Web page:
Kymriah is a genetically-modified autologous T-cell immunotherapy. Each dose of Kymriah is a customized treatment created using an individual patient’s own T-cells, a type of white blood cell known as a lymphocyte. The patient’s T-cells are collected and sent to a manufacturing center where they are genetically modified to include a new gene that contains a specific protein (a chimeric antigen receptor or CAR) that directs the T-cells to target and kill leukemia cells that have a specific antigen (CD19) on the surface. Once the cells are modified, they are infused back into the patient to kill the cancer cells.

 

ALL is a cancer of the bone marrow and blood, in which the body makes abnormal lymphocytes. The disease progresses quickly and is the most common childhood cancer in the U.S. The National Cancer Institute estimates that approximately 3,100 patients aged 20 and younger are diagnosed with ALL each year. ALL can be of either T- or B-cell origin, with B-cell the most common. Kymriah is approved for use in pediatric and young adult patients with B-cell ALL and is intended for patients whose cancer has not responded to or has returned after initial treatment, which occurs in an estimated 15-20 percent of patients.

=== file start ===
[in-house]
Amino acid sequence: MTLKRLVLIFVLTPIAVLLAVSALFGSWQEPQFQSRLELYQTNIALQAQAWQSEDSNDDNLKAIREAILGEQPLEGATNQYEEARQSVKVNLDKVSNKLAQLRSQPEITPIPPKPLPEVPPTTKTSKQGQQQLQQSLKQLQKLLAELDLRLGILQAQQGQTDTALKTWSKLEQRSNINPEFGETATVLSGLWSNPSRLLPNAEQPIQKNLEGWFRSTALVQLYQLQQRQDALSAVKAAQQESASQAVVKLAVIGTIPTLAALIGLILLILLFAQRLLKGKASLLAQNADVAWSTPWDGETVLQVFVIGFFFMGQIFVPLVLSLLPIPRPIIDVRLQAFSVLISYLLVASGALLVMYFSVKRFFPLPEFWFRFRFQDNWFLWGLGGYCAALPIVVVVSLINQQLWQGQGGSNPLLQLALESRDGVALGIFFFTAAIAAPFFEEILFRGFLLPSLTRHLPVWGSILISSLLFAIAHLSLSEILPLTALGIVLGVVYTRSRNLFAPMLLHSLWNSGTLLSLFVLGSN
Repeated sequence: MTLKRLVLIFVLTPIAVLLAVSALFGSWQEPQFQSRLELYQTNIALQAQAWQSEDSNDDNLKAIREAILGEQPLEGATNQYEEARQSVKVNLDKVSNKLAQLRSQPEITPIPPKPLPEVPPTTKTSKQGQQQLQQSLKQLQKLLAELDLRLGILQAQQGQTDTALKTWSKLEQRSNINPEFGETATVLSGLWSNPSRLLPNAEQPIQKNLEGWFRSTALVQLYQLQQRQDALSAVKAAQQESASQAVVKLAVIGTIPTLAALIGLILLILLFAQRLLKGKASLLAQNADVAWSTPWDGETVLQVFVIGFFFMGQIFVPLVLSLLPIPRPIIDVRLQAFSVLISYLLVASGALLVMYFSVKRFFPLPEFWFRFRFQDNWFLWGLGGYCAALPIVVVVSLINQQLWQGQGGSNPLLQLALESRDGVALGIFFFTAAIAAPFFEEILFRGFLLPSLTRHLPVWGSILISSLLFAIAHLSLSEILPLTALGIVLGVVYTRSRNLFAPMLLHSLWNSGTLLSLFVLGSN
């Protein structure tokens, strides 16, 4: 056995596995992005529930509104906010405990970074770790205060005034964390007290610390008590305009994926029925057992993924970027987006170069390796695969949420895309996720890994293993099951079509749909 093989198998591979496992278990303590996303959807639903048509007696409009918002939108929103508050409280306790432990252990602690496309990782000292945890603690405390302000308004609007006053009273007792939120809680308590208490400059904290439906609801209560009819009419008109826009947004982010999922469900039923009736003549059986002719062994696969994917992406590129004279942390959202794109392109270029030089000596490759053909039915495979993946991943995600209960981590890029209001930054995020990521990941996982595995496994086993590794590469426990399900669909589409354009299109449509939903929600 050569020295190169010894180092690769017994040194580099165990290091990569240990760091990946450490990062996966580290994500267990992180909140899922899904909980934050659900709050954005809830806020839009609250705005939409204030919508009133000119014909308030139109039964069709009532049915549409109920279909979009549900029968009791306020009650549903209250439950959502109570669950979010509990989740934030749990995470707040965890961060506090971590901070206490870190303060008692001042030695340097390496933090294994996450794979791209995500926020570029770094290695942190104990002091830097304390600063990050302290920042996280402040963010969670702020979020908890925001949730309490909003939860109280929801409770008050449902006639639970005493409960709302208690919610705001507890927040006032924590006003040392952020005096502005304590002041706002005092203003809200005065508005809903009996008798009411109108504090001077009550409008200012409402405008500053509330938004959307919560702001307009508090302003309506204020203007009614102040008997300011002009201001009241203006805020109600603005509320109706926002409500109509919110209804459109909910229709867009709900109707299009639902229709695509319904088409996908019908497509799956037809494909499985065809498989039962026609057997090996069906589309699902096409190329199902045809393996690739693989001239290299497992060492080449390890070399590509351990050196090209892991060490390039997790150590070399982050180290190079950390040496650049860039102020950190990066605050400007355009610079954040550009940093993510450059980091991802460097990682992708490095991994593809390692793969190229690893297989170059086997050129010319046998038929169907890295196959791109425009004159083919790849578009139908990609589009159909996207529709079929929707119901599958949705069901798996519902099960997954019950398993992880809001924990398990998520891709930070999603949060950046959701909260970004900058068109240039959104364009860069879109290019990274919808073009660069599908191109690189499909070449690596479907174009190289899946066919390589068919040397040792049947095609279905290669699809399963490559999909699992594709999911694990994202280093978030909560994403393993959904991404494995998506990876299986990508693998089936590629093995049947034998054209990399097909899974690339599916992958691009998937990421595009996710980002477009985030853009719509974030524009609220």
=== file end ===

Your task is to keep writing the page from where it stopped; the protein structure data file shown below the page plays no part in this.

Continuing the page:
“Kymriah is a first-of-its-kind treatment approach that fills an important unmet need for children and young adults with this serious disease,” said Peter Marks, M.D., Ph.D., director of the FDA’s Center for Biologics Evaluation and Research (CBER). “Not only does Kymriah provide these patients with a new treatment option where very limited options existed, but a treatment option that has shown promising remission and survival rates in clinical trials.”

 

The safety and efficacy of Kymriah were demonstrated in one multicenter clinical trial of 63 pediatric and young adult patients with relapsed or refractory B-cell precursor ALL. The overall remission rate within three months of treatment was 83 percent.

Treatment with Kymriah has the potential to cause severe side effects. It carries a boxed warning for cytokine release syndrome (CRS), which is a systemic response to the activation and proliferation of CAR T-cells causing high fever and flu-like symptoms, and for neurological events. Both CRS and neurological events can be life-threatening. Other severe side effects of Kymriah include serious infections, low blood pressure (hypotension), acute kidney injury, fever, and decreased oxygen (hypoxia). Most symptoms appear within one to 22 days following infusion of Kymriah. Since the CD19 antigen is also present on normal B-cells, and Kymriah will also destroy those normal B cells that produce antibodies, there may be an increased risk of infections for a prolonged period of time.